By Megan Kehoe
/ The Bulletin
This October, college student Skyler Nelson spent an entire week staring out the window.
But Nelson wasn't just another college student sitting in a classroom and spacing out during a lecture. Nelson was staring out the window of a small aircraft, gazing at the rich landscape of the American Southwest below her.
"Before you fly over it, you don't realize how massive those wildernesses are," Nelson, 21, said. "You don't understand how little you really are until you're up there."
Nelson, a 2009 Bend High School graduate, is now a senior majoring in environmental science at Colorado Mesa University. Recently, she was selected to participate in Flight Across America 2012, a scholarship program offered by EcoFlight, an organization based in Aspen, Colo., that works to protect wild lands and educate students on environmental issues.
This year's program centered on water conservation and pollution concerns in the Upper Colorado River Basin, and allowed students to see the impact of those practices from an aerial perspective.
Along with six other students from Colorado colleges, Nelson spent about three hours a day in a small aircraft over the varied landscape of the Southwest.
There were several legs to the trip, with students traveling from Aspen to Grand Junction in Colorado, from Farmington, N.M., to Page, Ariz.; from Page to Craig, Colo.; and then from Craig back to Aspen. Nelson observed winding canyons, immense forests and vast deserts during the journey.
"Everything looks a lot different when you're 10,000 feet up in the air than when you're on a commercial flight," Nelson said.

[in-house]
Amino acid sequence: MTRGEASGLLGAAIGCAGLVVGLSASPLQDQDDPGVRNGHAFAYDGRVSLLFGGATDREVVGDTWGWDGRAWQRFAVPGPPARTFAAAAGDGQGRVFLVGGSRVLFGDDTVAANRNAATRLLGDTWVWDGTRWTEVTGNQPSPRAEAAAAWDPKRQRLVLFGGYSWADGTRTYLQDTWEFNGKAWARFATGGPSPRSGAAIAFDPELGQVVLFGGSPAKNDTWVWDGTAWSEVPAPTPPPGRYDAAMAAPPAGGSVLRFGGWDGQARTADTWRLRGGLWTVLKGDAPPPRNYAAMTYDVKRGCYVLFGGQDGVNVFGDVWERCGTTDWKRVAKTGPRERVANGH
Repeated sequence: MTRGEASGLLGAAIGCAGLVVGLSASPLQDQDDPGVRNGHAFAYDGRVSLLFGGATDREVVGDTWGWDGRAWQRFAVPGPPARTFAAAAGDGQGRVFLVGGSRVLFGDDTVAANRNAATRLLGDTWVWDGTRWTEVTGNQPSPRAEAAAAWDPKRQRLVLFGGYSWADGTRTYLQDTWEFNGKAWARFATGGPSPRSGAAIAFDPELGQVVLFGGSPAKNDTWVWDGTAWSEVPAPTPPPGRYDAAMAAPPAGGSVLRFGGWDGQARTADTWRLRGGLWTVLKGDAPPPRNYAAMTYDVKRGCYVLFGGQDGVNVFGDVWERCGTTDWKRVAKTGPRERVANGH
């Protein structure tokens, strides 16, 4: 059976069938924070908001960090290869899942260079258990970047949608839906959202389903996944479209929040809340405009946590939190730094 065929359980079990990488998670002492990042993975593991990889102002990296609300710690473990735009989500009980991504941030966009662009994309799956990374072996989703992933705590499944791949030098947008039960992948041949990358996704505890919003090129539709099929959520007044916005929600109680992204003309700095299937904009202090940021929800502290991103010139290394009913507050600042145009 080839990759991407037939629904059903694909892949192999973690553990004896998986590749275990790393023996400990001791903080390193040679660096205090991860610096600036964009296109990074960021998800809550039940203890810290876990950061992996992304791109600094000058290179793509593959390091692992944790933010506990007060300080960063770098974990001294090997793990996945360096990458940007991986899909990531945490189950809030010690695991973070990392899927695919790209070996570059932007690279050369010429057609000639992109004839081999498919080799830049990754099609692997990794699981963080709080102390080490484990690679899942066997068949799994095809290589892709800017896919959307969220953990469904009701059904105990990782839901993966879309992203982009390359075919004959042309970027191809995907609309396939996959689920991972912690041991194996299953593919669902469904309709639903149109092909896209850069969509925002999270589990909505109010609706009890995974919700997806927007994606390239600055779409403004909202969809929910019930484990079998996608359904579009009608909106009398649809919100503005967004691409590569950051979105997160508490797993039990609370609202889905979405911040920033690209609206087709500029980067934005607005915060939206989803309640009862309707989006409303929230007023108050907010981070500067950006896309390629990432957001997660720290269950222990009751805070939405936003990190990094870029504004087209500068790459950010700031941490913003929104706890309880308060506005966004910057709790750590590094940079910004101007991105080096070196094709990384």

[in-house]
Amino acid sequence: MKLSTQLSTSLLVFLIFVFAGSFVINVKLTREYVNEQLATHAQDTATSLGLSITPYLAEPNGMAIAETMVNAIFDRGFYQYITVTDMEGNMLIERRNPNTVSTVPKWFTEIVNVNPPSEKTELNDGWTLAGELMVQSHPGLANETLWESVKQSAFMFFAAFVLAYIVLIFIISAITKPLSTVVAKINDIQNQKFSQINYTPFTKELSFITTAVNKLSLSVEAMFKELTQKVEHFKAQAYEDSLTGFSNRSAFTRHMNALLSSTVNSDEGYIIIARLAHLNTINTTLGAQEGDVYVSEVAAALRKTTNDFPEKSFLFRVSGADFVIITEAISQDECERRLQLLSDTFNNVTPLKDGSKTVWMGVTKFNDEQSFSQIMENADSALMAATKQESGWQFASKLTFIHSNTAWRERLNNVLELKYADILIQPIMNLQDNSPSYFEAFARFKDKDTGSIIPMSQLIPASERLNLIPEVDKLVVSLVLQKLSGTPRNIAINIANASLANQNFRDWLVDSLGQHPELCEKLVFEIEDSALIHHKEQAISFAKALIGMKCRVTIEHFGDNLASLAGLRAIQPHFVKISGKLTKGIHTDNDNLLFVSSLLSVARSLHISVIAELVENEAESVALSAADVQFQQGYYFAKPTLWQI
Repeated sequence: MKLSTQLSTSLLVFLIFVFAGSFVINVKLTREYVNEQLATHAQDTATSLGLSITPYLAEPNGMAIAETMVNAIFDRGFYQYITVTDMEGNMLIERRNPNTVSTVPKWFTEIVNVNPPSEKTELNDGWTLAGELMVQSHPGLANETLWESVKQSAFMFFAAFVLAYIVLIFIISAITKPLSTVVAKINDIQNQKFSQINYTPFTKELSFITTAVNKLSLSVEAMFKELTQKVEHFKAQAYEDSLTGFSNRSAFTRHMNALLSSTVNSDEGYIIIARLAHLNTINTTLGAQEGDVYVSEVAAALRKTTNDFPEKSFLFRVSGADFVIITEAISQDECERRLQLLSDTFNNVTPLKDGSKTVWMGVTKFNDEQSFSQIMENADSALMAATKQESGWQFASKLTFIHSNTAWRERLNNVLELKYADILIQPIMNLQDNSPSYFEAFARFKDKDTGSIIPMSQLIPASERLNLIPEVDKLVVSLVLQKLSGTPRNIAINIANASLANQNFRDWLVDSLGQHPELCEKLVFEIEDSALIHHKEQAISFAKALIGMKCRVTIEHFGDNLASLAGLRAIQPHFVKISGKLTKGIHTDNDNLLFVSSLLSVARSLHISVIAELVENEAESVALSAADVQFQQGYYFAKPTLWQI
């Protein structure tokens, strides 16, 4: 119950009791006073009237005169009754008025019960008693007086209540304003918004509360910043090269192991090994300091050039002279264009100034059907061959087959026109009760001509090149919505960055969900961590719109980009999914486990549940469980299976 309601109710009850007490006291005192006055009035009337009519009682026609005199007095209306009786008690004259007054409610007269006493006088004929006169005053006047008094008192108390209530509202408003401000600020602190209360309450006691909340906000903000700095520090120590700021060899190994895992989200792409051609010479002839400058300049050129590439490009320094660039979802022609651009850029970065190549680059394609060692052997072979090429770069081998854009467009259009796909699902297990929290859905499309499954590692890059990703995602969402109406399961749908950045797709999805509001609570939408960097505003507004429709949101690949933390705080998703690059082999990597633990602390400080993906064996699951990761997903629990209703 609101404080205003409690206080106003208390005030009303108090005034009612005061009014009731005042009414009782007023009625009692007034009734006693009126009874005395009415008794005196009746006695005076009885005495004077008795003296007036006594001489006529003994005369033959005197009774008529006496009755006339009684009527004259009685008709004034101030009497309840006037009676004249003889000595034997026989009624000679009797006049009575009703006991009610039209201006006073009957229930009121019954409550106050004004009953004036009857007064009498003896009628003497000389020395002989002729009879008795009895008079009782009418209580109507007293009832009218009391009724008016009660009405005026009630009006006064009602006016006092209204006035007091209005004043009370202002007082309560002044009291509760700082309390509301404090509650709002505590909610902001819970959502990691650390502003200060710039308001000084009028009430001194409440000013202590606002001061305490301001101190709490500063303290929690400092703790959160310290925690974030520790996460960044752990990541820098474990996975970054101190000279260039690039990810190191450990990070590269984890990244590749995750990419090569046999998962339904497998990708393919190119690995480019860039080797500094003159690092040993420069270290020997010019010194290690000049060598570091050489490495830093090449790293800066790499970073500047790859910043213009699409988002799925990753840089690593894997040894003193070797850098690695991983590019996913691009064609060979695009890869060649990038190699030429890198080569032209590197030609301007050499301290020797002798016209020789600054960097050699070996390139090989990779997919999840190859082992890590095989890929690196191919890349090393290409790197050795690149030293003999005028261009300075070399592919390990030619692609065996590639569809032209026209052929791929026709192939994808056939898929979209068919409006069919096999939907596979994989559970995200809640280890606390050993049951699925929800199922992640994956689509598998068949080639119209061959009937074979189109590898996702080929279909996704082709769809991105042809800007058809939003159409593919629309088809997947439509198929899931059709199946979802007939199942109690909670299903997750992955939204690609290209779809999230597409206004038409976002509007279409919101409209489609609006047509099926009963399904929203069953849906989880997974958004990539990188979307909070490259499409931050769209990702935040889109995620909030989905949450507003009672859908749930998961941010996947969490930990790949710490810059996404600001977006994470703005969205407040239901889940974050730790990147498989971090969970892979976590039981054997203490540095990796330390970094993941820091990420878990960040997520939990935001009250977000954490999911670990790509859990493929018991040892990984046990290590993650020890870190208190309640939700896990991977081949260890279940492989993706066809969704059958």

Jane Pargiter, the vice president of EcoFlight, said the organization is in its ninth year of the Flight Across America program. She said the idea behind the program is to allow students to view the land and environmental issues from different perspectives.
"We want to empower students to find their voice about an issue and to not be apathetic," Pargiter said. "We try to allow the land to speak for itself."
Nelson said she was initially stunned by the beauty of the landscape, but that it wasn't too long before she became concerned with some of what she saw.
"We were flying over Canyonlands National Park, and it was just this gorgeous area," she said. "Then after not too long, we saw a bunch of these fertilizer ponds that are just so unnatural-looking in the landscape.
They're all geometrical and bright blues and greens, and not even close to the natural colors of the landscape."
Nelson said seeing how close these man-made, polluted ponds were to the national park made her feel uncomfortable. She said all across the Southwest, potash ponds and oil and gas pads bordered pristine wilderness areas.
During the Flight Across America trip, students also got the chance to meet with environmental organizations and with locals who lived on the land.
The students toured a power plant near Farmington on the Navajo reservation.
Nelson said that while on the tour, she suddenly felt something grimy in her mouth. She spit it out and realized it was a sliver of coal. The air was so thick with the fossil fuel, she said, you'd inhale pieces of it while breathing.
"I couldn't believe that work conditions exist like that," she said.
Students also got a chance to meet with some Navajo coal plant workers and their families.
"It was devastating to hear how much the land means to them, yet there's all this mining on it," Nelson said. "I just broke down at one point. It was really sad. "
When Nelson graduates from Colorado Mesa University this school year, she's planning to study hydrology in graduate school. She says what she saw from the air has inspired her to pursue a career in water issues.
"It's delightful to see a young adult so thrilled and moved by an experience," Pargiter said.
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